x->x*ceiling(x)
Marc LeBrun
mlb at well.com
Mon Sep 2 04:45:59 CEST 2002
It would seem that a natural question might be: How well does this
iteration model a (pseudo) random process?
If it's significantly nonrandom it would help motivate looking deeper for
underlying structure.
As a first cut, for denominator n, the probability of "hitting" a multiple
of n "at random" should (approximately) determine this.
Don't these runs look a little too short?
Of course, since x[n] divides x[n+1], then if n has a lot of divisors the
process can chew them up incrementally instead of having to get lucky all
in one shot, so this makes calculating the expected run length interesting.
Do these numbers match the expected statistics, modified to appropriately
reflect the factorization of n?
Note that if a larger population than the samples here is wanted, the same
clever technology could just as well be applied to compute (n+k)/n for k>1.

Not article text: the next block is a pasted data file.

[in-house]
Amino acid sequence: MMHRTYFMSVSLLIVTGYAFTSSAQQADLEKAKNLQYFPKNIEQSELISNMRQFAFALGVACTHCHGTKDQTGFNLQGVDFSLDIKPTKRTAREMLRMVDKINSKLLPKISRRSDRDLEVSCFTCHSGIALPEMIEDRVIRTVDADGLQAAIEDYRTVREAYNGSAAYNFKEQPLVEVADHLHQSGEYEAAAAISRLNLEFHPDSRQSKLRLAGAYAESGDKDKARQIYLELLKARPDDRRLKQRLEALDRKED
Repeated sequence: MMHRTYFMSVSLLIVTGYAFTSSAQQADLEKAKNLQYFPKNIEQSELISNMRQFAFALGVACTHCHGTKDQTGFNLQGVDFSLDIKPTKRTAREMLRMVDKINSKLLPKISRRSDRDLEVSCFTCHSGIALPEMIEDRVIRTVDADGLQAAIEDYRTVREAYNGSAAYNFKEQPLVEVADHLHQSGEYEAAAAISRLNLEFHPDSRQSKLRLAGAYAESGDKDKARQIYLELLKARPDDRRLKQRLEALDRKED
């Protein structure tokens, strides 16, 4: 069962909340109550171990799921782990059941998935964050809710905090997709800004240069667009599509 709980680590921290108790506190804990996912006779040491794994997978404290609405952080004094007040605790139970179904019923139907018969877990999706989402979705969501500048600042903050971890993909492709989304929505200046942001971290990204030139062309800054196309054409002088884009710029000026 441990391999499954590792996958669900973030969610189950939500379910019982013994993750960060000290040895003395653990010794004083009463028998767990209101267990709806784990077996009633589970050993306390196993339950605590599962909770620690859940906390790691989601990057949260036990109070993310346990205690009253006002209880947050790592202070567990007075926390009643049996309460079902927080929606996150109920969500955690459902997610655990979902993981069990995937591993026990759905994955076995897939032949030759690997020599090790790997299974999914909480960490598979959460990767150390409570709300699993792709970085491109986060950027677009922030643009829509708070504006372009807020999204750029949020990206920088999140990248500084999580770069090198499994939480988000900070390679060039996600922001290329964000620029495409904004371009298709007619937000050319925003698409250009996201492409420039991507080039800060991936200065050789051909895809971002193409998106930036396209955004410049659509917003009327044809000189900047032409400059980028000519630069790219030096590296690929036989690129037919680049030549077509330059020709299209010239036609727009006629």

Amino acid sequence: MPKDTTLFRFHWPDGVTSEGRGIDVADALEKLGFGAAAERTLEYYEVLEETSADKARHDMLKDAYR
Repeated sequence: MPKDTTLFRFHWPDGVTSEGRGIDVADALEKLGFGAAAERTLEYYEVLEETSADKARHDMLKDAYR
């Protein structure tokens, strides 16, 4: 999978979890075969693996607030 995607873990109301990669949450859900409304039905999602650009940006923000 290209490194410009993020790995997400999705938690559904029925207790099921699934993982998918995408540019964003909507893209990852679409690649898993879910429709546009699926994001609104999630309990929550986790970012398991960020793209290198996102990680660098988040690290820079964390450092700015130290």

(Also, I'm confused: has it been definitely decided that the Pisot
sequences are a red herring, or do I need to dig out the references?)
========
Roland Bacher:
>I cannot prove that the sequence gotten by iterating
>x->x*ceil(x) and starting with x_0=1+1/n gets always integral,
>but it does so for n=1,....,100.
>
>the first integral indices are:
>
>0, 1, 2, 3, 18, 2, 3, 4, 6, 7, 26, 4, 9, 3, 4, 8, 6, 4, 56, 11, 3, 4, 42,
>4, 33, 7, 5, 4, 38, 5, 79, 6, 4, 15, 14, 8, 200, 29, 13, 5, 36, 3, 4, 5,
>7, 10, 11, 8, 6, 20, 47, 27, 43, 9, 41, 9, 10, 23, 37, 17, 18, 6, 7, 6,
>32, 15, 225, 7, 73, 11, 20, 12, 182, 9, 16, 7, 10, 15, 196, 8, 11, 62, 23,
>5, 26, 4, 5, 8, 85, 11, 18, 61, 22, 177, 59, 10, 187, 10, 20, 6
>
>local maxima are achieved for n=1,2,3,4,5 (18), 11 (26), 19 (56), 37 (200) and
>67 (225) .
>
>hence x_{18} \in N for x_0=1+1/5;
>
>I have computed these values by doing all computations over the integers
>(multiply by n) and by truncating modulo n^250. This avoids the explosion
>of the integers (of order 2^(2^k) after $k$ iterations)
>and gives the correct answer if the final index i(n) is < 250
>(or perhaps 249 or 248). If the algorithm does not stop befor 245 you should
>increase precision (work with n^500 or even higher).
>
>Roland Bacher
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